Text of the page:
I’m sure you agree with me that when we are about to work with an offshore software development company, code quality is something we typically worry about.
Well, this is the case every time we work with an external partner.
The thing is that you shouldn’t expect less or more form your offshore or onshore team. Consider them as a different project team in your company.
But there are the challenges:
- How do you ensure that your offshore team is doing the right thing (delivering what is expected)?
- How do you make sure they do things right (delivering quality)?
Here’s the kicker:
You need to use similar methods to ensure code quality when working with an offshore software developer when you work with an in-house team.
This guide is here to help.
Keep reading and you will see how to avoid misdelivery and ensure the code your offshore team delivers meets your quality standards.
How do you define code quality?
Code quality is a vague definition. What do we consider high quality and what’s low quality?
Code quality is rather a group of different attributes and requirements, determined and prioritized by your business.
These requirements have to be defined with your offshore team in advance to make sure you’re on the same side.
Here are the main attributes that can be used to determine code quality:
- Clarity: Easy to read and oversee for anyone who isn’t the creator of the code. If it’s easy to understand, it’s much easier to maintain and extend the code. Not just computers, but also humans need to understand it.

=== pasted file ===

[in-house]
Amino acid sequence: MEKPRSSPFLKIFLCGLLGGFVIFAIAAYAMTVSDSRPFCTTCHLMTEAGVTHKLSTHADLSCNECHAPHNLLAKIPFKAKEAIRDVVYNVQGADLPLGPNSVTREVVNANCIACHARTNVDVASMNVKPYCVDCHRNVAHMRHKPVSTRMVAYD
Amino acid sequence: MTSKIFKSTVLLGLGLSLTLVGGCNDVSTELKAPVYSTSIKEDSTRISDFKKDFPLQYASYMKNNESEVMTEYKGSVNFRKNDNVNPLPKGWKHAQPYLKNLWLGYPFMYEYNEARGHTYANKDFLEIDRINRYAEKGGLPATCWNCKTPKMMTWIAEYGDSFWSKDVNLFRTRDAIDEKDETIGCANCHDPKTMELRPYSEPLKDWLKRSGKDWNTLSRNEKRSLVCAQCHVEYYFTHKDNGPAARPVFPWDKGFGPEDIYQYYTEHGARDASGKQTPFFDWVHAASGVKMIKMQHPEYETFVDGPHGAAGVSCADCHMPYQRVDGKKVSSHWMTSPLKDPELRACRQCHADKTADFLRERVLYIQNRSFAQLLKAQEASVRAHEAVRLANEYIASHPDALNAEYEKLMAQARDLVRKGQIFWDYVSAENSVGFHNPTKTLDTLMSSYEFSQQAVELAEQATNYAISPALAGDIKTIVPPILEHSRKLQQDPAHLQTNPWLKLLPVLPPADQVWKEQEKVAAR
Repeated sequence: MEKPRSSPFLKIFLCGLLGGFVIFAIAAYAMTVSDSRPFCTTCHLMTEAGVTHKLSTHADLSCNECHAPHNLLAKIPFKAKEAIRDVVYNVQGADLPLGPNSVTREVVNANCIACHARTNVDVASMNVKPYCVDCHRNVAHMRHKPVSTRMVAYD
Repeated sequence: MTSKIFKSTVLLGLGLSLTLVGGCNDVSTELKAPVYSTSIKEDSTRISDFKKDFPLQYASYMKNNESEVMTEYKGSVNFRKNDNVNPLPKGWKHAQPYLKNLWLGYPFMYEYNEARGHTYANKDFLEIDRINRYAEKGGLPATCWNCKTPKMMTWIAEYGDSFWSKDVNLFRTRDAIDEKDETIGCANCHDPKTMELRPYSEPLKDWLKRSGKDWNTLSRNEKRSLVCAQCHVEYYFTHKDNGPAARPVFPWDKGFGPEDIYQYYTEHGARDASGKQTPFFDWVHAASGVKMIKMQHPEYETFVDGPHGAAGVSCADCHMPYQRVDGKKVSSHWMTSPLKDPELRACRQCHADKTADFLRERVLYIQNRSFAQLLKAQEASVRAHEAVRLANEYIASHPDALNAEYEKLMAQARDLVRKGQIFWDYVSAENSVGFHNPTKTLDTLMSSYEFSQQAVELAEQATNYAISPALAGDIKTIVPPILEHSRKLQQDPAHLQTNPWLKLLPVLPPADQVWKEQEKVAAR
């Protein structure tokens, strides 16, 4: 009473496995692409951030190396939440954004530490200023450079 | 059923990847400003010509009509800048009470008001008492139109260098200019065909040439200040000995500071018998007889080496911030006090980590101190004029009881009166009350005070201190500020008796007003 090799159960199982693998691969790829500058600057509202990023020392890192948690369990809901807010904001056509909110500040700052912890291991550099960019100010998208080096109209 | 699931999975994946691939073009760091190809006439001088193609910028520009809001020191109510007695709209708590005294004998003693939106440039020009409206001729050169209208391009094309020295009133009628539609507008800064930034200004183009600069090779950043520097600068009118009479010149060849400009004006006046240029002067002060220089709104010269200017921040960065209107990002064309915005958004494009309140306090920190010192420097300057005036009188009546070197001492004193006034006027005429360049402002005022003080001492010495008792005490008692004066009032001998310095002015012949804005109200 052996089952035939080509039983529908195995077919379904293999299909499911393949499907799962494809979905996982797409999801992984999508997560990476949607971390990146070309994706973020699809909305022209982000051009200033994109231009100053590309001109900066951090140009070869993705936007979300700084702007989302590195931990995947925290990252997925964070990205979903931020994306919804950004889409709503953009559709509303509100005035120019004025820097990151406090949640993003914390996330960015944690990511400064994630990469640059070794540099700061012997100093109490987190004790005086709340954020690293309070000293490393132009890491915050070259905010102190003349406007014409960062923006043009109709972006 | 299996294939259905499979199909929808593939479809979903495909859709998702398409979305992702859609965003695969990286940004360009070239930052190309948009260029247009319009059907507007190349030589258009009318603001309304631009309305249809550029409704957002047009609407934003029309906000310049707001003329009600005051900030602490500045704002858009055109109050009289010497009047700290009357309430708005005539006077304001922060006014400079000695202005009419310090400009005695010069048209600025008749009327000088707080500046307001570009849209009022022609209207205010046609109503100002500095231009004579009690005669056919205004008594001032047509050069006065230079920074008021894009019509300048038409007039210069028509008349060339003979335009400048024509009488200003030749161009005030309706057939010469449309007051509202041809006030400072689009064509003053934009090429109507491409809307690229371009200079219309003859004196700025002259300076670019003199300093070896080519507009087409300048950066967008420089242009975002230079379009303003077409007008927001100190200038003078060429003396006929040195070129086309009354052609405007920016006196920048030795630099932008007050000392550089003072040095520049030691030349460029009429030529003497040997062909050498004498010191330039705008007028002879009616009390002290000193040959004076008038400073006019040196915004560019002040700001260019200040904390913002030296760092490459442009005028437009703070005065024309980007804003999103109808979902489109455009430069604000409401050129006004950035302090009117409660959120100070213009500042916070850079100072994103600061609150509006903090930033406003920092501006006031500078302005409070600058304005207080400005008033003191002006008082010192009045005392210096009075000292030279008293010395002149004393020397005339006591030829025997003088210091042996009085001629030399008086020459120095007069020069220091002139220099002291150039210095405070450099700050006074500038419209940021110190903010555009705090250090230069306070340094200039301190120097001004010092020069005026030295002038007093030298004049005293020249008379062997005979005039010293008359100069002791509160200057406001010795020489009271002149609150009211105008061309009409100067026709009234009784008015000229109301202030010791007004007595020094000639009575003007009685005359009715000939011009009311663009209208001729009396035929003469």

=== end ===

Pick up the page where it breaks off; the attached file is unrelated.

- Maintainable: A high-quality code isn’t overcomplicated. Anyone working with the code has to understand the whole context of the code if they want to make any changes.
- Documented: The best thing is when the code is self-explaining, but it’s always recommended to add comments to the code to explain its role and functions. It makes it much easier for anyone who didn’t take part in writing the code to understand and maintain it.
- Refactored: Code formatting needs to be consistent and follow the language’s coding conventions.
- Well-tested: The less bugs the code has the higher its quality is. Thorough testing filters out critical bugs ensuring that the software works the way it’s intended.
- Extendible: The code you receive has to be extendible. It’s not really great when you have to throw it away after a few weeks.
- Efficiency: High-quality code doesn’t use unnecessary resources to perform a desired action.
A quality code does not necessarily meet all of the above-mentioned attributes, but the more it meets, the higher its quality. These requirements are more like a priority list that depends on the characteristics of your business.